Date: Sat, 08 Jun 2002 12:54:25 -0400
Subject: 19 Feb 1958
From: joel carpenter <imagery@covad.net>
Forwarded for the record from Project 1947 list...



Greetings list -
Is anyone aware of this bizarre radar incident, mention of which I found in the British Air Ministry 'Radar and Signals Advisory Board' papers, marked 'Top Secret' and dated 1958:

"UNUSUAL RADAR RESPONSES:

"...significant and reliable reports on unusual radar responses have been received within the last month:

"a) whilst tracking Soviet aircraft on 19th February 1958, technical personnel of an American radar site at ASOIWAYAMA, Hokaido, observed an unusual response on the FPS-6 height-finder. The response was from the area 40'30" N, 137'30" E, over the Sea of Japan, approximately 80 n.m. from the Russian coast, and nearly 200 miles from the radar site.

"The response developed rapidly to a dense cloud that expanded to cover an area some 65 miles long and 25 miles across, which rose from an altitude of 3,000 ft to a final altitude of 46,000 ft. All five Russian aircraft tracks in the area proceeded to the general vicinity of the response. Observers were unable to describe the return and associated Soviet reaction in terms of any previous experience. Rapidity of developmnent and Soviet reaction would appear to rule out weather phenomena or radar malfunction.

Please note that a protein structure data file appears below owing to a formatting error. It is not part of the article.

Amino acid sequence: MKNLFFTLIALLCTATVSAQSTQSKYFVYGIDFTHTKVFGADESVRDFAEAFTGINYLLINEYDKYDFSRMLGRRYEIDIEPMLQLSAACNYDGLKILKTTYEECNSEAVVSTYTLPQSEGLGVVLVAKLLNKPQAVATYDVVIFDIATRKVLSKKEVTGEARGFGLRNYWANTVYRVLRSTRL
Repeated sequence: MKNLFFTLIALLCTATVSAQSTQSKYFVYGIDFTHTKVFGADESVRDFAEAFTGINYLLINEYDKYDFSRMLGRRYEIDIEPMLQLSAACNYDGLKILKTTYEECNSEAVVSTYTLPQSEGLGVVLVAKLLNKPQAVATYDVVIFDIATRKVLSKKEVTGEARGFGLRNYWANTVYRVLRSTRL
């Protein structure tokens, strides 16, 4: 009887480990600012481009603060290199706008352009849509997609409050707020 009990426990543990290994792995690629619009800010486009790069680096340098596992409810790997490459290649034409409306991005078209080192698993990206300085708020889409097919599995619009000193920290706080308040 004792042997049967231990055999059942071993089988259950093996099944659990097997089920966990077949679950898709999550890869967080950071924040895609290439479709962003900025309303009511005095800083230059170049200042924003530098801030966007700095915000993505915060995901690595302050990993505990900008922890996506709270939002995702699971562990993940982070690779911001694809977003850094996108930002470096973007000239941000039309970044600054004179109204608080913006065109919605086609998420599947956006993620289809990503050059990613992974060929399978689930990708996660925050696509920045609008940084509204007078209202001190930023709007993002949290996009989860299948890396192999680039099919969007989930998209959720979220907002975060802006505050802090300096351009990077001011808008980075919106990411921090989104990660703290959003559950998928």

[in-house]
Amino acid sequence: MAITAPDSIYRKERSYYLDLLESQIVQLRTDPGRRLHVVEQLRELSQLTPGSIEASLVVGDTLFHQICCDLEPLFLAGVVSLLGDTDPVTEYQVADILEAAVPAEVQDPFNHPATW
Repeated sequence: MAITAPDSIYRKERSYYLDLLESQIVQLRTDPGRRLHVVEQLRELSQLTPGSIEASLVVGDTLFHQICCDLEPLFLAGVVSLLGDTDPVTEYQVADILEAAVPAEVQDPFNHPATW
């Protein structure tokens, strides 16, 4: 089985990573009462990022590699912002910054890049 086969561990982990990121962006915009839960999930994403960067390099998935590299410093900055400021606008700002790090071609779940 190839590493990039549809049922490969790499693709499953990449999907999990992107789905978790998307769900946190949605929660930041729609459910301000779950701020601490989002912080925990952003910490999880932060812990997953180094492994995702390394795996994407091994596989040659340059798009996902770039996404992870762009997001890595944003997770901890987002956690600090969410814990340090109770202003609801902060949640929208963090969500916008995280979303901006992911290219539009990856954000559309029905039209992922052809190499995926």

"The fact that the dense cloud described above rose from low level to high altitude in a short space of time would tend to rule out all conventional forms of window. We have one report that the Soviets have experimented with metallised dust as a passive form of ECM, and it is possible that some form of low level air burst might have been used over the Sea of Japan. Observers at the American radar site concerned, stated that the cloud nearly resembled that of a very large explosion. We have no record of an atomic or nuclear burst in the area, and a qualified observer has stated that an atomic explosion does not produce the radar effects noted.

"No further information is available. The event at Hokaido was observed by a civilian scientist as well as by officer personnel of the radar station and the report is accepted as reliable.

"The events described in these reports are not understood. The Ministry of Supply and the Air Ministry would welcome the assistance of Members of the Board in explaining them."

Any ideas?
Best,
Dave Clarke